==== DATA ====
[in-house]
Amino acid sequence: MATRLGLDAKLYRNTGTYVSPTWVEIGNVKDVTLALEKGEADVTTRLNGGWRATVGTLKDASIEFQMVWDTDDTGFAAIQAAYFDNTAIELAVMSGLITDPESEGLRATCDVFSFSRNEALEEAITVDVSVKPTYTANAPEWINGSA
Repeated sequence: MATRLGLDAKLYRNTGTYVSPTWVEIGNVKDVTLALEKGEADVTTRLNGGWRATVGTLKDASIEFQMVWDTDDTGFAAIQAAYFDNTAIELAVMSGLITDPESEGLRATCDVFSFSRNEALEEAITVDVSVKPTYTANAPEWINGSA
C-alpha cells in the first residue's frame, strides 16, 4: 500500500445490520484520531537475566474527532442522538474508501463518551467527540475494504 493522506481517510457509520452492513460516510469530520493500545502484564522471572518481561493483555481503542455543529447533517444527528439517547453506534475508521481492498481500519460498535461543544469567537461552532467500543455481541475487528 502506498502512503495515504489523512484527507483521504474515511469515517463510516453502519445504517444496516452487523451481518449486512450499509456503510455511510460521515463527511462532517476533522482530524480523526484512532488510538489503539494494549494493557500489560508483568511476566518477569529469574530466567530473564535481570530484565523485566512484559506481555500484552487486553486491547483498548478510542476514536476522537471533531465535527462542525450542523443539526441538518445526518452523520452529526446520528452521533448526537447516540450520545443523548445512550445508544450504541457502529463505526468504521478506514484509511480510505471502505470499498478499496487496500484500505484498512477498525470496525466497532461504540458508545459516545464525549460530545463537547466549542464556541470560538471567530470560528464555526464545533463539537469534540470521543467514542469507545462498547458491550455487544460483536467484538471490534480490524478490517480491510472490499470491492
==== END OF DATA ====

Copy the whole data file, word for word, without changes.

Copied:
[in-house]
Amino acid sequence: MATRLGLDAKLYRNTGTYVSPTWVEIGNVKDVTLALEKGEADVTTRLNGGWRATVGTLKDASIEFQMVWDTDDTGFAAIQAAYFDNTAIELAVMSGLITDPESEGLRATCDVFSFSRNEALEEAITVDVSVKPTYTANAPEWINGSA
Repeated sequence: MATRLGLDAKLYRNTGTYVSPTWVEIGNVKDVTLALEKGEADVTTRLNGGWRATVGTLKDASIEFQMVWDTDDTGFAAIQAAYFDNTAIELAVMSGLITDPESEGLRATCDVFSFSRNEALEEAITVDVSVKPTYTANAPEWINGSA
C-alpha cells in the first residue's frame, strides 16, 4: 500500500445490520484520531537475566474527532442522538474508501463518551467527540475494504 493522506481517510457509520452492513460516510469530520493500545502484564522471572518481561493483555481503542455543529447533517444527528439517547453506534475508521481492498481500519460498535461543544469567537461552532467500543455481541475487528 502506498502512503495515504489523512484527507483521504474515511469515517463510516453502519445504517444496516452487523451481518449486512450499509456503510455511510460521515463527511462532517476533522482530524480523526484512532488510538489503539494494549494493557500489560508483568511476566518477569529469574530466567530473564535481570530484565523485566512484559506481555500484552487486553486491547483498548478510542476514536476522537471533531465535527462542525450542523443539526441538518445526518452523520452529526446520528452521533448526537447516540450520545443523548445512550445508544450504541457502529463505526468504521478506514484509511480510505471502505470499498478499496487496500484500505484498512477498525470496525466497532461504540458508545459516545464525549460530545463537547466549542464556541470560538471567530470560528464555526464545533463539537469534540470521543467514542469507545462498547458491550455487544460483536467484538471490534480490524478490517480491510472490499470491492